|Ἐτελειώθη σὺν Θεῷ καὶ τὸ παρὸν πτυκτίον|
|τὸ πόνημα, τὸ σύγγραμα, ἡ εὐτελὴς Διόπτρα,|
|διὰ χειρὸς ἁμαρτωλοῦ μοναχοῦ τὲ καὶ ξένου|
|μηνὶ μαΐῳ δώδεκα ἰνδικτιῶνος τρίτης·|
|κύκλος σελήνης δέκατος, ἡλίου εἰκὰς τρίτη|
|ἔτους ἑξάκις χίλια καὶ ἑξακὸς πρὸς τούτοις,|
|πρὸς δὲ καὶ τρία ἕτερα ἐπὶ τούτοις τυγχάνει.|
|Ἂν δὲ τὸ ὄνομα τοὐμὸν μαθεῖν ἐθέλῃς, φίλε,|
|ἰδοὺ καὶ τοῦτο γράφω σοι καὶ ψηφίσας εὑρήσεις.|
|Ὀκτὼ γράμματα ἔχω καὶ εἰσὶν ἄμφωνα πέντε·|
|τρισύλλαβός εἰμι, νόει με· αἱ δύο πρῶται|
|ἀνὰ δύο γράμματα ἔχει ἑκάστη, ἡ λοιπὴ δὲ τὰ λοιπὰ·|
|τοῦ παντὸς δὲ ὁ ἀριθμὸς ἑκατοντάδες τρὶς τὸ τρὶς|
|καὶ δεκάδες δὶς τετράκις· ἤγουν ὁ πᾶς|
|ψῆφος τοῦτων ἐννακὸς ὀγδοήκοντα.|
|Text source||K. Bentein, K. Demoen 2012, The Reader in Eleventh-Century Book Epigrams, in F. Bernard, K. Demoen (eds.), Poetry and its Contexts in Eleventh-century Byzantium, Farnham/Burlington, 69-88: 82|
|Text status||Text completely known|
|Editorial status||Not a critical text|
|Subject(s)||Philip Monotropos (12th c.) (monotropos)|
'With the help of God the present book has also been finished – this work, this book, the modest Dioptra – by the hand of a sinful monk and stranger. It was finished on the twelfth of May, in the third year of the current indiction. It was the tenth year of the cycle of the moon and the twenty-third year of the solar cycle, in the year six thousand six hundred and three. If you want to learn my name, dear friend, behold I describe this too for you and you will find it by calculating.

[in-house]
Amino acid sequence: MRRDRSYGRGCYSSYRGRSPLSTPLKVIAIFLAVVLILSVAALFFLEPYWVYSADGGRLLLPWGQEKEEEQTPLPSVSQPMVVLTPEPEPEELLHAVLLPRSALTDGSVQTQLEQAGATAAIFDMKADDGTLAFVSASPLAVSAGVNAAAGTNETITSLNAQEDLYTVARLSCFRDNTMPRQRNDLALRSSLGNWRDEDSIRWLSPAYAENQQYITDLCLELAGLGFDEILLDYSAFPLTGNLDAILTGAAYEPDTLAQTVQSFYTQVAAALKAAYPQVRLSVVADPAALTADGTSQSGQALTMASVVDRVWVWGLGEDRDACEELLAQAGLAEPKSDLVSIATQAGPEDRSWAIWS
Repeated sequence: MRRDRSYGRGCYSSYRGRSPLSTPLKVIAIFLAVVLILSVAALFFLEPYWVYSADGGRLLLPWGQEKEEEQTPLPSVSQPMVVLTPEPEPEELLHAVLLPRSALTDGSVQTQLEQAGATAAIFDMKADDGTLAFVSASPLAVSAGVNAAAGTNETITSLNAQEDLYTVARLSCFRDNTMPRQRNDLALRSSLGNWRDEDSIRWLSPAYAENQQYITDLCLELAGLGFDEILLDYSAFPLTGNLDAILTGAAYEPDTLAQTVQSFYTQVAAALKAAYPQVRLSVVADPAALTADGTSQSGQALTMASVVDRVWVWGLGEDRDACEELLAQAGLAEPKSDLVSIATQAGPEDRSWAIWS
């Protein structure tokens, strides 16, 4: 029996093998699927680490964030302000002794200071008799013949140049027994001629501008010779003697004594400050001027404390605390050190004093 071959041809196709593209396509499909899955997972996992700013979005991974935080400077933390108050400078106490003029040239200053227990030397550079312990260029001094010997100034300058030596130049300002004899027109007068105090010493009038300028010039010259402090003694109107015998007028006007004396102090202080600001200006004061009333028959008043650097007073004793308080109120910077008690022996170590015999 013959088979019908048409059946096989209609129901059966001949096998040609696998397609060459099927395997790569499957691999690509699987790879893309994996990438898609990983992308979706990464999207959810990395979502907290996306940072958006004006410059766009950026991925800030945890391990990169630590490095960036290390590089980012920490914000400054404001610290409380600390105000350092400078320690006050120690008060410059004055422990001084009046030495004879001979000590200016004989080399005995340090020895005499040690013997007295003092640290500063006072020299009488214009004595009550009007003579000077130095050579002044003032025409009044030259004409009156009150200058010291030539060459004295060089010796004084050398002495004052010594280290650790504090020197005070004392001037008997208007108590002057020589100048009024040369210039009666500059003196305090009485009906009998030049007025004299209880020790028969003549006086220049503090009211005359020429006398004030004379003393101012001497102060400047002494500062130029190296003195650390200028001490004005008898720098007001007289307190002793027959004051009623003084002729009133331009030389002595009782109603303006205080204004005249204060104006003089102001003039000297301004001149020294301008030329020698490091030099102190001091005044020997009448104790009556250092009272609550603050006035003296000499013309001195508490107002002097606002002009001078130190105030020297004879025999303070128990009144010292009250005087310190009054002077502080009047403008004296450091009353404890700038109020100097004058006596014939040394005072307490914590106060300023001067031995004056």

I have eight letters and five consonants. I am composed of three syllables, recognize me. The first two syllables each have two letters. The last syllable has the remaining ones. On the whole the numerical value is: three times three hundred and four times twenty, or, the total sum of those: nine hundred and eighty.
|Comment||The first nine verses are written in political verse, the riddle from v. 10 onwards is written in rythmical prose (cf. Bentein-Demoen (2012: 83): "passage in prose (or in awkward metrical attempts)").
According to Vassis (2005: 260), the epigram has 13 verses.
Bentein-Demoen (2012: 83): '(...) we should call this an eleventh-century epigram ‘by extension’, as it was originally written in 1095 but no longer occurs in an eleventh-century manuscript.'
The answer to the riddle is 'Philippos', the author of the Dioptra.
A variant of the second part of the epigram (from verse 8 on, the riddle on the author’s name) has been preserved in several manuscripts (type 30701) after a laudatory book epigram by Konstantinos Bestes Granatos (type 4055).
|Number of verses||15|
The credits system has been implemented in 2019. Credits from before the new system was in use might be incomplete.
|Identification||Vassis ICB 2005, 260: "Philippus Solitarius, Subscr. in Dioptram"|
Last modified: 2020-04-24.
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